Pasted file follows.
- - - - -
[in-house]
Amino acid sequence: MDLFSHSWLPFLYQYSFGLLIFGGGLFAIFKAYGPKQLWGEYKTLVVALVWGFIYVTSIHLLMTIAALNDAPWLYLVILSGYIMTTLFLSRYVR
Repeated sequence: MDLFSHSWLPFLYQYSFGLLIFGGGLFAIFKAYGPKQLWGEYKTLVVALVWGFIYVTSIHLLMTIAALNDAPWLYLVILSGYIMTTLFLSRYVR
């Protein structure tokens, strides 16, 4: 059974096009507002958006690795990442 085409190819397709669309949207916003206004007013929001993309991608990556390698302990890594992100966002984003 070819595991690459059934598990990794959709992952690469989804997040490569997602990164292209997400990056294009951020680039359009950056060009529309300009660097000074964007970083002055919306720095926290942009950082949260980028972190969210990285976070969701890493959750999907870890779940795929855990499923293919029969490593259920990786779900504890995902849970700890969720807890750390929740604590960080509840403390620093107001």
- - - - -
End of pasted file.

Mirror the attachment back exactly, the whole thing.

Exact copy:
[in-house]
Amino acid sequence: MDLFSHSWLPFLYQYSFGLLIFGGGLFAIFKAYGPKQLWGEYKTLVVALVWGFIYVTSIHLLMTIAALNDAPWLYLVILSGYIMTTLFLSRYVR
Repeated sequence: MDLFSHSWLPFLYQYSFGLLIFGGGLFAIFKAYGPKQLWGEYKTLVVALVWGFIYVTSIHLLMTIAALNDAPWLYLVILSGYIMTTLFLSRYVR
């Protein structure tokens, strides 16, 4: 059974096009507002958006690795990442 085409190819397709669309949207916003206004007013929001993309991608990556390698302990890594992100966002984003 070819595991690459059934598990990794959709992952690469989804997040490569997602990164292209997400990056294009951020680039359009950056060009529309300009660097000074964007970083002055919306720095926290942009950082949260980028972190969210990285976070969701890493959750999907870890779940795929855990499923293919029969490593259920990786779900504890995902849970700890969720807890750390929740604590960080509840403390620093107001």